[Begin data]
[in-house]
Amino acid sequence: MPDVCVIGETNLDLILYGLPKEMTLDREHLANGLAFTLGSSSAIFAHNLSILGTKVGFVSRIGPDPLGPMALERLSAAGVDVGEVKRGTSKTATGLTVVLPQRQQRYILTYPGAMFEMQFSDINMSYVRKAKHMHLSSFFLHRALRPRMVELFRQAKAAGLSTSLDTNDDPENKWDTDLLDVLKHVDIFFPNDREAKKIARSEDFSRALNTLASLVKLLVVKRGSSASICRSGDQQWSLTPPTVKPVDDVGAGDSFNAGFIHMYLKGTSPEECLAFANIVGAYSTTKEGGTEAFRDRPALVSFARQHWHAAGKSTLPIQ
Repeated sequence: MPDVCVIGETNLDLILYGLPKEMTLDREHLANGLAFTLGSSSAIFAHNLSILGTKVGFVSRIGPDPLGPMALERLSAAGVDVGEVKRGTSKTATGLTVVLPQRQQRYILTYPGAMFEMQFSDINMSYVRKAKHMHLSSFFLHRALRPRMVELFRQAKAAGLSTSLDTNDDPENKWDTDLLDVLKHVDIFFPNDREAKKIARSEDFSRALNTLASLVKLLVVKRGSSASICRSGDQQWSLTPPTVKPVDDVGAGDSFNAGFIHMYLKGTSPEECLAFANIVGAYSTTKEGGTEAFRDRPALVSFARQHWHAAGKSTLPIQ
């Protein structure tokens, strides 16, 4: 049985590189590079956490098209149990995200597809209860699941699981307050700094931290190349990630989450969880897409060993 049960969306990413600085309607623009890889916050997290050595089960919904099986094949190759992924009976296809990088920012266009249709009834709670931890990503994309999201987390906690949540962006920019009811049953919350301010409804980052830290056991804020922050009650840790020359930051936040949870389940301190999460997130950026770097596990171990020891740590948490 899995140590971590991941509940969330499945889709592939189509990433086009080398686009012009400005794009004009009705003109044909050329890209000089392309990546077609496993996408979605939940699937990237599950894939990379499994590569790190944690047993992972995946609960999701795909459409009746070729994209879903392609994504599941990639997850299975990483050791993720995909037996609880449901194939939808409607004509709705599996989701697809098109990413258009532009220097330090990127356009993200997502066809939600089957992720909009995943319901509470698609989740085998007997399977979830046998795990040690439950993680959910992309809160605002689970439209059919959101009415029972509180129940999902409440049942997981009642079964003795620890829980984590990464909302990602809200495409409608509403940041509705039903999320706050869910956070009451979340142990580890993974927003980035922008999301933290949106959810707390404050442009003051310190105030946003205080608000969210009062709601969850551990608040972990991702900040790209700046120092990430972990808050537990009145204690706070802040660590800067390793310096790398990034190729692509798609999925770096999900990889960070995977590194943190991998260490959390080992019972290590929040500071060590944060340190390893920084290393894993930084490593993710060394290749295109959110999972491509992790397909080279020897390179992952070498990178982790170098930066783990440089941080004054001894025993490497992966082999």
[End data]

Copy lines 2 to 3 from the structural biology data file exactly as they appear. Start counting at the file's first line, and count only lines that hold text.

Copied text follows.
Amino acid sequence: MPDVCVIGETNLDLILYGLPKEMTLDREHLANGLAFTLGSSSAIFAHNLSILGTKVGFVSRIGPDPLGPMALERLSAAGVDVGEVKRGTSKTATGLTVVLPQRQQRYILTYPGAMFEMQFSDINMSYVRKAKHMHLSSFFLHRALRPRMVELFRQAKAAGLSTSLDTNDDPENKWDTDLLDVLKHVDIFFPNDREAKKIARSEDFSRALNTLASLVKLLVVKRGSSASICRSGDQQWSLTPPTVKPVDDVGAGDSFNAGFIHMYLKGTSPEECLAFANIVGAYSTTKEGGTEAFRDRPALVSFARQHWHAAGKSTLPIQ
Repeated sequence: MPDVCVIGETNLDLILYGLPKEMTLDREHLANGLAFTLGSSSAIFAHNLSILGTKVGFVSRIGPDPLGPMALERLSAAGVDVGEVKRGTSKTATGLTVVLPQRQQRYILTYPGAMFEMQFSDINMSYVRKAKHMHLSSFFLHRALRPRMVELFRQAKAAGLSTSLDTNDDPENKWDTDLLDVLKHVDIFFPNDREAKKIARSEDFSRALNTLASLVKLLVVKRGSSASICRSGDQQWSLTPPTVKPVDDVGAGDSFNAGFIHMYLKGTSPEECLAFANIVGAYSTTKEGGTEAFRDRPALVSFARQHWHAAGKSTLPIQ